With only an estimated 18 caribou remaining, let’s not add further injury to the ecosystem by killing hundreds of wolves. Put the money that would be wasted on the wolf kill into protecting the herd with temporary large pens during calving season. Focus the remaining money on habitat restoration and protection.

As Farley Mowat wrote about in “Never Cry Wolf” and the couple who filmed “Being Caribou” showed us, wolves single out the very young, the sick, the very old and occasionally the unlucky.

As the Ktunaxa and the Northern Lights advocates explained, the caribou are not in a critical state of decline because of the wolves. Killing wolves is not the remedy.

Grant Smith/Kimberley

Not in Session Days

Parents are gatherings petitions to be presented at the East Kootenay School District on February 10, 2015.   This issue must be voted on during the March School Board meeting.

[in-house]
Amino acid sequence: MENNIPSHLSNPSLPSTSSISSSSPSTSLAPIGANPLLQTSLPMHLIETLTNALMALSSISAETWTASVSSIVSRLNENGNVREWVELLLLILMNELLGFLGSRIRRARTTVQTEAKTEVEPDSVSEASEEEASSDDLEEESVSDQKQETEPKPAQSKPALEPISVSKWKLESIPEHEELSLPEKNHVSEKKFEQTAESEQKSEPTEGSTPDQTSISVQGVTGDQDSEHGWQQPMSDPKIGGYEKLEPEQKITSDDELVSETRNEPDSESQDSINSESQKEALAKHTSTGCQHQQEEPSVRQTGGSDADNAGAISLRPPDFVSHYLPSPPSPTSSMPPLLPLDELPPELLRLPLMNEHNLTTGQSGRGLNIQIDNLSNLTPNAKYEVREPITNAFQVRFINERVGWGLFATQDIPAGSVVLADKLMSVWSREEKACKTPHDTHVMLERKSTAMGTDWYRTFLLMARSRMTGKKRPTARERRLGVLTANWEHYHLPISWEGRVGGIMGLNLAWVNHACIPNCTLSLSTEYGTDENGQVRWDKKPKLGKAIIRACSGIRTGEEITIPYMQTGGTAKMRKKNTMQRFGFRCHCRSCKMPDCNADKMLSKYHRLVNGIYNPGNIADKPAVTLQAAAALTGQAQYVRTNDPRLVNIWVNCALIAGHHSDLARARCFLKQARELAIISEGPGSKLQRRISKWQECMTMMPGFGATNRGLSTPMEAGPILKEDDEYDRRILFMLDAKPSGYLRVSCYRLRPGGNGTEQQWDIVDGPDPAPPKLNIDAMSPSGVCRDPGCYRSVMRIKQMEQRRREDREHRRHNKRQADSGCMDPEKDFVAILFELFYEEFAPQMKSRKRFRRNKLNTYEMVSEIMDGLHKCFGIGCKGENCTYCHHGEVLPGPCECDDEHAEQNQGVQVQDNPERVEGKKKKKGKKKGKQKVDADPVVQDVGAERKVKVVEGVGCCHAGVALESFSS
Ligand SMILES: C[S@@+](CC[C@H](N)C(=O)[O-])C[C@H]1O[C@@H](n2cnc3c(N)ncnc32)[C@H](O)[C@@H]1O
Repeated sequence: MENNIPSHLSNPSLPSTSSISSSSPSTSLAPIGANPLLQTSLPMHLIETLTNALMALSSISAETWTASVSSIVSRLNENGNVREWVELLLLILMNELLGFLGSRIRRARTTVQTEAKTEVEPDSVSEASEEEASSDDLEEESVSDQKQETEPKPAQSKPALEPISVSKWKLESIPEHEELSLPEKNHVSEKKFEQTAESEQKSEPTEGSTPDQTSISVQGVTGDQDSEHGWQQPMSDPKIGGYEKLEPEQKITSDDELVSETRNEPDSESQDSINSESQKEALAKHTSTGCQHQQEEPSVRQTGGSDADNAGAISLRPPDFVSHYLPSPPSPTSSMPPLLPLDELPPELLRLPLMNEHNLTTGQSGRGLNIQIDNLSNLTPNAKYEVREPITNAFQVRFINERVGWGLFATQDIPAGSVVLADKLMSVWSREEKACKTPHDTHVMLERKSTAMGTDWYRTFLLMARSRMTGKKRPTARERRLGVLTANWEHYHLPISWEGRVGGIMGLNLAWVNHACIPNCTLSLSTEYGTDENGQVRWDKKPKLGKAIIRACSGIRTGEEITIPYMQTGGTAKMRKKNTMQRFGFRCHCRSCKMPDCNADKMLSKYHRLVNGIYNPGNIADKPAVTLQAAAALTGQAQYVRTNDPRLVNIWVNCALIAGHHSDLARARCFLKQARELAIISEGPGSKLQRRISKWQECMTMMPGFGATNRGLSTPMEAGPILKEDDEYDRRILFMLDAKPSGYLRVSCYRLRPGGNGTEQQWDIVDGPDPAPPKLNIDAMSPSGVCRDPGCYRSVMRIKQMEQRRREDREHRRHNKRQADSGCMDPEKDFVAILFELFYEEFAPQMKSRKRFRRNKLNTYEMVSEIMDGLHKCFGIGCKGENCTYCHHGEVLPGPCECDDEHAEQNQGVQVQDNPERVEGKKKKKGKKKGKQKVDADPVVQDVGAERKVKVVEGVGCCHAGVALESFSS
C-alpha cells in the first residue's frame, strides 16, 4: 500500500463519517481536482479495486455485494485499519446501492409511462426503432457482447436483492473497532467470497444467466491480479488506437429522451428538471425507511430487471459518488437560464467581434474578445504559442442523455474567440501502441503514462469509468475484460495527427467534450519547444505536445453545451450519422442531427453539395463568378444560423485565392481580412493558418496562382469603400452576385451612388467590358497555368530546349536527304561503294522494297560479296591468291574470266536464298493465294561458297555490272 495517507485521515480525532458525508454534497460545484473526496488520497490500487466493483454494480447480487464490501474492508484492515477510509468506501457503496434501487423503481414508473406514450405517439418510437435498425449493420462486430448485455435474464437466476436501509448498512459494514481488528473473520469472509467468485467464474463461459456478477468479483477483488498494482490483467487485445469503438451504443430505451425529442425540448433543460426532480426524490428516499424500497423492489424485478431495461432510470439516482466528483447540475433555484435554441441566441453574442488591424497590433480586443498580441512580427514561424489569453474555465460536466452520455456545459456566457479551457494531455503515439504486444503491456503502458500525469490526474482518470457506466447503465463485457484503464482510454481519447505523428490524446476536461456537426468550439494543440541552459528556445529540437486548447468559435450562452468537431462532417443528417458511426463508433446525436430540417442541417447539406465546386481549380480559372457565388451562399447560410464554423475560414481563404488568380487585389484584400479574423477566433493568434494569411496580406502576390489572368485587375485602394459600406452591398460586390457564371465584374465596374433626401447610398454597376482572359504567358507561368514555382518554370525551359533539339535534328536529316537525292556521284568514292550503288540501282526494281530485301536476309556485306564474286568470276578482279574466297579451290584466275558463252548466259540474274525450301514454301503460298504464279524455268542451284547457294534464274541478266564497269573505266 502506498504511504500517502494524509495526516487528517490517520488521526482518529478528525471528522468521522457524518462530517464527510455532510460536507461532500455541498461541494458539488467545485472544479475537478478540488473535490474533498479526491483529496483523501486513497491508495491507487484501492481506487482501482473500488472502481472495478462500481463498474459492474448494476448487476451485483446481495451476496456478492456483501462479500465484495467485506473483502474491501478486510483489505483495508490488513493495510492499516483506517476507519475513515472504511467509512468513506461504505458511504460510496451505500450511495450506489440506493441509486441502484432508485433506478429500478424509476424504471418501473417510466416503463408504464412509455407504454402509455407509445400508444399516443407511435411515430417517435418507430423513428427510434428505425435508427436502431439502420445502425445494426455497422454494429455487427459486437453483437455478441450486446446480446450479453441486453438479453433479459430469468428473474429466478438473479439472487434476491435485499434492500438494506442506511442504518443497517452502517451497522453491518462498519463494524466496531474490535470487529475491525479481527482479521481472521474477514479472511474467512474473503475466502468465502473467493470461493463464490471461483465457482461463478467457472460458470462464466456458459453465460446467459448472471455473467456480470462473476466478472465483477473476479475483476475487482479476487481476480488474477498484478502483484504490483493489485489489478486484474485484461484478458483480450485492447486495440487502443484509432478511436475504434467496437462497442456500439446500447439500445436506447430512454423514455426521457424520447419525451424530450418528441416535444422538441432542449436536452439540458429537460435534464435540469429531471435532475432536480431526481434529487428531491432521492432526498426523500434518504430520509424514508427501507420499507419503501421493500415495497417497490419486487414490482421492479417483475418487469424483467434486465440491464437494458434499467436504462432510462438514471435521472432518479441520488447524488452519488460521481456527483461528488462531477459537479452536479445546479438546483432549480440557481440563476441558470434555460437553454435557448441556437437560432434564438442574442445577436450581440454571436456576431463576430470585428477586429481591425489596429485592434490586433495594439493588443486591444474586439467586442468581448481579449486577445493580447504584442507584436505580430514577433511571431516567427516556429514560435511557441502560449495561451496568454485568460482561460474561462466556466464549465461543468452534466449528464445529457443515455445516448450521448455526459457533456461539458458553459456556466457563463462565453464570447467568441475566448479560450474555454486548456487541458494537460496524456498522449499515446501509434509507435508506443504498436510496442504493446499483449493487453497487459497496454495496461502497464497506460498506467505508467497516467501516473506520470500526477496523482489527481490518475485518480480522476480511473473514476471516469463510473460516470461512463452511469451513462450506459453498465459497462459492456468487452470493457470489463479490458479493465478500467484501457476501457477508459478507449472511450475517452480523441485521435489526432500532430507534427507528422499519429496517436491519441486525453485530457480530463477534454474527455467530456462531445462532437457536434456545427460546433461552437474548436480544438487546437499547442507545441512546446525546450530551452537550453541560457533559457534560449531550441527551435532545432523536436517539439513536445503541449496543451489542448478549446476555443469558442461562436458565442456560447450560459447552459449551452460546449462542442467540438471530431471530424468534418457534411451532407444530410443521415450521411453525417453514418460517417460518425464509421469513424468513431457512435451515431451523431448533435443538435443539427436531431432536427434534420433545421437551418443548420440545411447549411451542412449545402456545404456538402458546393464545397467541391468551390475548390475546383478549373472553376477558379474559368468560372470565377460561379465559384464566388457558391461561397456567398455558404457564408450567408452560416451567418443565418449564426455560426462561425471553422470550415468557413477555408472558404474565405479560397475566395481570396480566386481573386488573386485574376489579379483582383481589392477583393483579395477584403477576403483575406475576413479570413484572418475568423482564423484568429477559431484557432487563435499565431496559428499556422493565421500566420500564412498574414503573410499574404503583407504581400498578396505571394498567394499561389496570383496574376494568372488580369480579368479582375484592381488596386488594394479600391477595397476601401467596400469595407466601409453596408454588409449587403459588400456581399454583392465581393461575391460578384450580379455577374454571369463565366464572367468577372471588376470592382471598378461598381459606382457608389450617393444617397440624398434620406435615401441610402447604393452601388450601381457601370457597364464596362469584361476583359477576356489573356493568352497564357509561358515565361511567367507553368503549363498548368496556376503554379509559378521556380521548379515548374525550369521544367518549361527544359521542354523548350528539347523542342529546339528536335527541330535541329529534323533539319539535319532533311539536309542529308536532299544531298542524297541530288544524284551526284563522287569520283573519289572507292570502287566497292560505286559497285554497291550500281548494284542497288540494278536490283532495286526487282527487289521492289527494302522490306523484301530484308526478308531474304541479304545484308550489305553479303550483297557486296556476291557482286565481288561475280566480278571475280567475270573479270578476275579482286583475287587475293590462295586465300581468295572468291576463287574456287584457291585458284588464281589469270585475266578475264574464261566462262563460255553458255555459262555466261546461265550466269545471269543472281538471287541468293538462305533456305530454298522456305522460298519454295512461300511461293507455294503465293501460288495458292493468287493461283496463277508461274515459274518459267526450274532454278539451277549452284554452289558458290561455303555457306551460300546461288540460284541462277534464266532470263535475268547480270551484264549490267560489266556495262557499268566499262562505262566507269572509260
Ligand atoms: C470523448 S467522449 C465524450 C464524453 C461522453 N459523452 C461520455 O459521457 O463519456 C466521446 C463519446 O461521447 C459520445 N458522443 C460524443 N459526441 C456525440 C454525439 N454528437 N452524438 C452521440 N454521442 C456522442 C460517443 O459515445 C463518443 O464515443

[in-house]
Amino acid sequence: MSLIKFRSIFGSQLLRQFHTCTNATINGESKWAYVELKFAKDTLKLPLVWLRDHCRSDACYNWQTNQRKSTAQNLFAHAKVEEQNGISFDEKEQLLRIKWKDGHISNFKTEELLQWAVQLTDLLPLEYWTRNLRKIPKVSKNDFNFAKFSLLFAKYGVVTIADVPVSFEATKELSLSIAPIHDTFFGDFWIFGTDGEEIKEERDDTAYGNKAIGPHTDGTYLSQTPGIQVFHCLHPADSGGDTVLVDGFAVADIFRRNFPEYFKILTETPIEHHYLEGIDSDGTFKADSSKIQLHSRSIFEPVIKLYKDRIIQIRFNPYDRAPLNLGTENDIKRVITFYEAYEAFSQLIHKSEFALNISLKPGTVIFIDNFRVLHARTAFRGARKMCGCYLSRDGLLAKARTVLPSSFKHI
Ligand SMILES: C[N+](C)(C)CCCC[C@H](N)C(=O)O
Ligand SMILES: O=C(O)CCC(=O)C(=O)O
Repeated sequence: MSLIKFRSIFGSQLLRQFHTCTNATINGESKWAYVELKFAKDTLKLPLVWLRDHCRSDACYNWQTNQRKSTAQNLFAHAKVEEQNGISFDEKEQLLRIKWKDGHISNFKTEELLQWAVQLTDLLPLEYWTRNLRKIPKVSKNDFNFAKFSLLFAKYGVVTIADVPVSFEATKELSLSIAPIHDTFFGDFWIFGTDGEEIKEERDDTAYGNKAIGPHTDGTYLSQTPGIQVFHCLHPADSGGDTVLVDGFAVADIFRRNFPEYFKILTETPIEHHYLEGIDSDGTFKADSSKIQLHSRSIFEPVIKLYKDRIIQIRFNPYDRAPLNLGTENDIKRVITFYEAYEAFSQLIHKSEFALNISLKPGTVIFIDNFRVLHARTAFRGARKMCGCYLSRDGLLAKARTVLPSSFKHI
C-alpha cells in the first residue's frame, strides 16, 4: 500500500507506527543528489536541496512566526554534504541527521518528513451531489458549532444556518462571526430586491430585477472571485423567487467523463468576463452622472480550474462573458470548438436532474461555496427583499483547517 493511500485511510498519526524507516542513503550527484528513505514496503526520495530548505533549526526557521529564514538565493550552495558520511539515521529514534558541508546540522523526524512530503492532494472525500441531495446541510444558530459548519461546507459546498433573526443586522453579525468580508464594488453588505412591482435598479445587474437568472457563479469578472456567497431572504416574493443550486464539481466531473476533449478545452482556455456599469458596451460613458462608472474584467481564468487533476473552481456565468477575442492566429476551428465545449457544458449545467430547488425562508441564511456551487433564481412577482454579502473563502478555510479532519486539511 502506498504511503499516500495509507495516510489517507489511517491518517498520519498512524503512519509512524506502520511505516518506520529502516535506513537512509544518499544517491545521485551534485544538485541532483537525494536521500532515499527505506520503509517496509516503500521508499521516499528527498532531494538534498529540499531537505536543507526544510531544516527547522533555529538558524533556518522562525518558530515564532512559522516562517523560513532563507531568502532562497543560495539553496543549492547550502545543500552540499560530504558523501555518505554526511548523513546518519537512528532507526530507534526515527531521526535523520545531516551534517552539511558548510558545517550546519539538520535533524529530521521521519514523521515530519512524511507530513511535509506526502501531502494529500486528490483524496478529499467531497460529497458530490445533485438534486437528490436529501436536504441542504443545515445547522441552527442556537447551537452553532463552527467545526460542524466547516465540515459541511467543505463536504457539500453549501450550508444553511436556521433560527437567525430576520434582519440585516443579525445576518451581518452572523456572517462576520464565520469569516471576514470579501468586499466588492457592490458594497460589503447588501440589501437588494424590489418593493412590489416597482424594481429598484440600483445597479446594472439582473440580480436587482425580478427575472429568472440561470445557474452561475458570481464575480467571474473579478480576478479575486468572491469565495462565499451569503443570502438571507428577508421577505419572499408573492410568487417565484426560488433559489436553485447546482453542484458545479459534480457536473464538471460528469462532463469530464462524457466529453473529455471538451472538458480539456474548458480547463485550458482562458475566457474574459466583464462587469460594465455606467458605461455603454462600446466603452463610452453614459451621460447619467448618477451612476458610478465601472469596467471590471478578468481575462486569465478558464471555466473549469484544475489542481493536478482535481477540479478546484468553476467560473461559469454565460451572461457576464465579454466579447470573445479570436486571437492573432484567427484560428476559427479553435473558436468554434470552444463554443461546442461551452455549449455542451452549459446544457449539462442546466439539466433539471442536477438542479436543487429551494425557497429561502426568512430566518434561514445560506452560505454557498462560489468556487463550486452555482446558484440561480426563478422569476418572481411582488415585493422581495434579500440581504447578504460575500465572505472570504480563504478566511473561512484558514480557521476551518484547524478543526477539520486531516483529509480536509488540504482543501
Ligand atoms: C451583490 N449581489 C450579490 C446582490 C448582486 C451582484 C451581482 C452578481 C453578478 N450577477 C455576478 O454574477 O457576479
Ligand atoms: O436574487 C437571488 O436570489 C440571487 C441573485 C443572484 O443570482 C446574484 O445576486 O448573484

The current school calendar’s nine Not In Session (NIS) days have created a hardship for parents, and parents are petitioning the board to revert back to the standard calendar, by removing the additional nine NIS Fridays that were added in 2013 and 2014.

In 2013 the Minister of Education allowed schools to create their own calendars, as long as they provided the required number of hours of instruction each grade level required.

They also had an obligation to consult with the parents and staff each year three months prior to the start of the new school calendar.  Many parents have voiced the fact that there was insufficient consultation. As a result, they came to believe that the ministry mandated these extra days, and they had no other choice but to accept them.

Prior to 2013, the standard had been for 6 Professional days and 1 administration day at the end of the school year.  When the change came in effect, the majority of school districts (57 out of 60) kept to the standard number of days when schools were not in session.

Only three districts, including SD5, took advantage of the new rules, and decided to invoke their right to ask for an additional days that the Ministry refers to as Vacation Days when schools are not in session (NIS days).  These are NOT professional days.  These days simply allow teachers, and staff, along with the students to enjoy nine extra vacation days.